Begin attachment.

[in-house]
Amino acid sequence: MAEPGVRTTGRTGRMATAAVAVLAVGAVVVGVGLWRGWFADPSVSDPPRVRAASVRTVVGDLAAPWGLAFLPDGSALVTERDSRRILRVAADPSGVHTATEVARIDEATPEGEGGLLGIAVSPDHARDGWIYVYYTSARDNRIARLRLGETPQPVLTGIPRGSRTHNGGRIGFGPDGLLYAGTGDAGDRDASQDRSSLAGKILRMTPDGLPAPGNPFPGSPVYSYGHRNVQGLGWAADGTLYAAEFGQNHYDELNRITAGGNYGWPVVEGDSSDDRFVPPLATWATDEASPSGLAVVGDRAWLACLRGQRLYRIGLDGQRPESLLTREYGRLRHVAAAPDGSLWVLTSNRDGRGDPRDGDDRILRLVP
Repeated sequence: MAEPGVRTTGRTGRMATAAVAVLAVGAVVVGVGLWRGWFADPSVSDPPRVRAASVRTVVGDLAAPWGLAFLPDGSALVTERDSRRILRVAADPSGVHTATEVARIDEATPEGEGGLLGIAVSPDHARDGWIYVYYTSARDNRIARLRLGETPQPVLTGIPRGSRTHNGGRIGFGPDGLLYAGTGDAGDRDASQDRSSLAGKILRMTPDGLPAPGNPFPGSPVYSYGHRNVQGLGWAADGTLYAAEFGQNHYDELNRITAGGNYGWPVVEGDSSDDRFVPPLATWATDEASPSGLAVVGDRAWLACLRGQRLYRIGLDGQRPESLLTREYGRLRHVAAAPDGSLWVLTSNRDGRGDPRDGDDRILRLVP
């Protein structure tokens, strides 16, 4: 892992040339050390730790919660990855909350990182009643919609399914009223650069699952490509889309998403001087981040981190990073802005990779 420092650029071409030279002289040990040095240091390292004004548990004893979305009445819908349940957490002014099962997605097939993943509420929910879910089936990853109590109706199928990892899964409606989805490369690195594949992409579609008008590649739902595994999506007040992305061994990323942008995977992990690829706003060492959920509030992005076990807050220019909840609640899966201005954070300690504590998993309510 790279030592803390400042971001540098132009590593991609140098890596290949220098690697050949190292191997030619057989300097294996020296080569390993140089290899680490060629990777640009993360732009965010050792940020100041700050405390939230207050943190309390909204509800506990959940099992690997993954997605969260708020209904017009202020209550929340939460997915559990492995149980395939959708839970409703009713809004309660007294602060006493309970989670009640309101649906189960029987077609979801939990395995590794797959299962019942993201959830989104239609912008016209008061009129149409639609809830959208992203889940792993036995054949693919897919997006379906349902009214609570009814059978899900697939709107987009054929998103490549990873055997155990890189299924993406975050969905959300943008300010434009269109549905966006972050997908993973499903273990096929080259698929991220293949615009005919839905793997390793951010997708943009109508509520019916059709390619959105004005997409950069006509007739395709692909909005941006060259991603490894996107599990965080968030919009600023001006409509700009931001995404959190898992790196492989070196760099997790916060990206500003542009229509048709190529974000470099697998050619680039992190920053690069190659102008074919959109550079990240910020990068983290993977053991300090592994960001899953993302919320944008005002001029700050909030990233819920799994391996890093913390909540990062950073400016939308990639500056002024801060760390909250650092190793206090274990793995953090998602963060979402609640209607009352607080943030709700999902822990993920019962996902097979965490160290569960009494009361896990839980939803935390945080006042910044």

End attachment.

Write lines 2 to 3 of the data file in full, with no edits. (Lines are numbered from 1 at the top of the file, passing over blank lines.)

Amino acid sequence: MAEPGVRTTGRTGRMATAAVAVLAVGAVVVGVGLWRGWFADPSVSDPPRVRAASVRTVVGDLAAPWGLAFLPDGSALVTERDSRRILRVAADPSGVHTATEVARIDEATPEGEGGLLGIAVSPDHARDGWIYVYYTSARDNRIARLRLGETPQPVLTGIPRGSRTHNGGRIGFGPDGLLYAGTGDAGDRDASQDRSSLAGKILRMTPDGLPAPGNPFPGSPVYSYGHRNVQGLGWAADGTLYAAEFGQNHYDELNRITAGGNYGWPVVEGDSSDDRFVPPLATWATDEASPSGLAVVGDRAWLACLRGQRLYRIGLDGQRPESLLTREYGRLRHVAAAPDGSLWVLTSNRDGRGDPRDGDDRILRLVP
Repeated sequence: MAEPGVRTTGRTGRMATAAVAVLAVGAVVVGVGLWRGWFADPSVSDPPRVRAASVRTVVGDLAAPWGLAFLPDGSALVTERDSRRILRVAADPSGVHTATEVARIDEATPEGEGGLLGIAVSPDHARDGWIYVYYTSARDNRIARLRLGETPQPVLTGIPRGSRTHNGGRIGFGPDGLLYAGTGDAGDRDASQDRSSLAGKILRMTPDGLPAPGNPFPGSPVYSYGHRNVQGLGWAADGTLYAAEFGQNHYDELNRITAGGNYGWPVVEGDSSDDRFVPPLATWATDEASPSGLAVVGDRAWLACLRGQRLYRIGLDGQRPESLLTREYGRLRHVAAAPDGSLWVLTSNRDGRGDPRDGDDRILRLVP